India Uncut

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Friday, June 09, 2006

The Emir of Sham

Rummy says that the killing of Abu Musab al-Zarqawi is a "stunning shock to the al Qaeda system." Yeah, like he'd know. A marvellous profile of Zarqavi in the Atlantic by Mary Anne Weaver reveals that he was hardly part of the al Qaeda system to begin with, and didn't quite get on with Osama bin Laden. And also that his importance in the resurgence in the Iraq might be a self-fulfilling prophecy by the Americans.

As you'd expect from the Atlantic, it's an outstanding feature, do read. I was especially struck by a part when Weaver quotes a Jordanian intelligence officer on the difference between Zarqavi and bin Laden:
Zarqawi had the ambition to become what he has, but whatever happens, even if he becomes the most popular figure in Iraq, he can never go against the symbolism that bin Laden represents. If Zarqawi is captured or killed tomorrow, the Iraqi insurgency will go on. There is no such thing as ‘Zarqawism.’ What Zarqawi is will die with him. Bin Laden, on the other hand, is an ideological thinker. He created the concept of al-Qaeda and all of its offshoots. He feels he’s achieved his goal.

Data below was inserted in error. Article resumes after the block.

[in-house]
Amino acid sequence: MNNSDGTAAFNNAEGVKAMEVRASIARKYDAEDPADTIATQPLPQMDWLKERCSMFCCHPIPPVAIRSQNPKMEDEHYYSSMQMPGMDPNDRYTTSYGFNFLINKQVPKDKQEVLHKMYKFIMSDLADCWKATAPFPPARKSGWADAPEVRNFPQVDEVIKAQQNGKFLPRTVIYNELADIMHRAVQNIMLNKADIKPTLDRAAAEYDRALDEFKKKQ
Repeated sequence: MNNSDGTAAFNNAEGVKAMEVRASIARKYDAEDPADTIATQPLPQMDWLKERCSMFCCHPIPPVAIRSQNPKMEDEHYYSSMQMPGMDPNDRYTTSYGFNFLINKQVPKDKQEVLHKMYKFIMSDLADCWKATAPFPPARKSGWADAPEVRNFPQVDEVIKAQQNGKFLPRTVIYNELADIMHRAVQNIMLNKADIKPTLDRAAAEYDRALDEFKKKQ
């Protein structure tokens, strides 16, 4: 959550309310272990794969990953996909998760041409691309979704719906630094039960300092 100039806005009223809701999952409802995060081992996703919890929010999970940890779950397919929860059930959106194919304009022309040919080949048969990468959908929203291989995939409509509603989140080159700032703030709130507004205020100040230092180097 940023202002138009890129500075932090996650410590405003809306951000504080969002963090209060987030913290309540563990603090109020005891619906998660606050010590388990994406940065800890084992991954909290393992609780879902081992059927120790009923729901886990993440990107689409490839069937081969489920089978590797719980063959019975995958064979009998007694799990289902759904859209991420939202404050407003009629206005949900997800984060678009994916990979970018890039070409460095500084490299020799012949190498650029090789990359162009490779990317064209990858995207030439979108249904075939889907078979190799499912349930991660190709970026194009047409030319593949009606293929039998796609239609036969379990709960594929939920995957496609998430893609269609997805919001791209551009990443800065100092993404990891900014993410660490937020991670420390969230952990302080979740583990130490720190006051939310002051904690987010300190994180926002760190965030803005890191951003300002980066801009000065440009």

Osama bin Laden is like Karl Marx. Both created an ideology. Marxism still flourished well after Marx’s death. And whether bin Laden is killed, or simply dies of natural causes, al-Qaedaism will survive him.
That's a truly scary thought, because Marxism killed millions of people decades after Marx was dead. How much damage will al-Qaedaism end up doing?

(Atlantic link via email from Kind Friend.)
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